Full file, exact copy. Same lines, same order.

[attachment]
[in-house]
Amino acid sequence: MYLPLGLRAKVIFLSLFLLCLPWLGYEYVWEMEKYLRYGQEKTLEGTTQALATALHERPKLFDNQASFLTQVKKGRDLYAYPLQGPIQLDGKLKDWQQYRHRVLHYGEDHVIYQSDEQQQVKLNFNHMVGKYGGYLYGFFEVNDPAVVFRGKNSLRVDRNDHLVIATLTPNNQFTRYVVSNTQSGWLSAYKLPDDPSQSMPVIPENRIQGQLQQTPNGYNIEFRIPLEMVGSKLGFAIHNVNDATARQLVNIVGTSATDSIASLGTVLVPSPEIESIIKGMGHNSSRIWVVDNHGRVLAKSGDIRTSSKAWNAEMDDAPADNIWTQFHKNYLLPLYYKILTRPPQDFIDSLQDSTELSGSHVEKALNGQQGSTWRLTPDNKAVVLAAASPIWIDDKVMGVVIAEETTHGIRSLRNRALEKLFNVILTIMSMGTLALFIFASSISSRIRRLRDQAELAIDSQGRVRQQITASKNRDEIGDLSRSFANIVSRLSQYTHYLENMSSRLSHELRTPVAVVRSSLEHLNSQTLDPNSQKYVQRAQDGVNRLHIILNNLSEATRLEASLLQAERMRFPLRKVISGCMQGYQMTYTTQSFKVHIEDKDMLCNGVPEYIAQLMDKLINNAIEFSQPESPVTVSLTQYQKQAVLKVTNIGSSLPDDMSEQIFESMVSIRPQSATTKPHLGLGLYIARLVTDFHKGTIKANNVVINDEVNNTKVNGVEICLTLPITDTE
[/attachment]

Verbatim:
[in-house]
Amino acid sequence: MYLPLGLRAKVIFLSLFLLCLPWLGYEYVWEMEKYLRYGQEKTLEGTTQALATALHERPKLFDNQASFLTQVKKGRDLYAYPLQGPIQLDGKLKDWQQYRHRVLHYGEDHVIYQSDEQQQVKLNFNHMVGKYGGYLYGFFEVNDPAVVFRGKNSLRVDRNDHLVIATLTPNNQFTRYVVSNTQSGWLSAYKLPDDPSQSMPVIPENRIQGQLQQTPNGYNIEFRIPLEMVGSKLGFAIHNVNDATARQLVNIVGTSATDSIASLGTVLVPSPEIESIIKGMGHNSSRIWVVDNHGRVLAKSGDIRTSSKAWNAEMDDAPADNIWTQFHKNYLLPLYYKILTRPPQDFIDSLQDSTELSGSHVEKALNGQQGSTWRLTPDNKAVVLAAASPIWIDDKVMGVVIAEETTHGIRSLRNRALEKLFNVILTIMSMGTLALFIFASSISSRIRRLRDQAELAIDSQGRVRQQITASKNRDEIGDLSRSFANIVSRLSQYTHYLENMSSRLSHELRTPVAVVRSSLEHLNSQTLDPNSQKYVQRAQDGVNRLHIILNNLSEATRLEASLLQAERMRFPLRKVISGCMQGYQMTYTTQSFKVHIEDKDMLCNGVPEYIAQLMDKLINNAIEFSQPESPVTVSLTQYQKQAVLKVTNIGSSLPDDMSEQIFESMVSIRPQSATTKPHLGLGLYIARLVTDFHKGTIKANNVVINDEVNNTKVNGVEICLTLPITDTE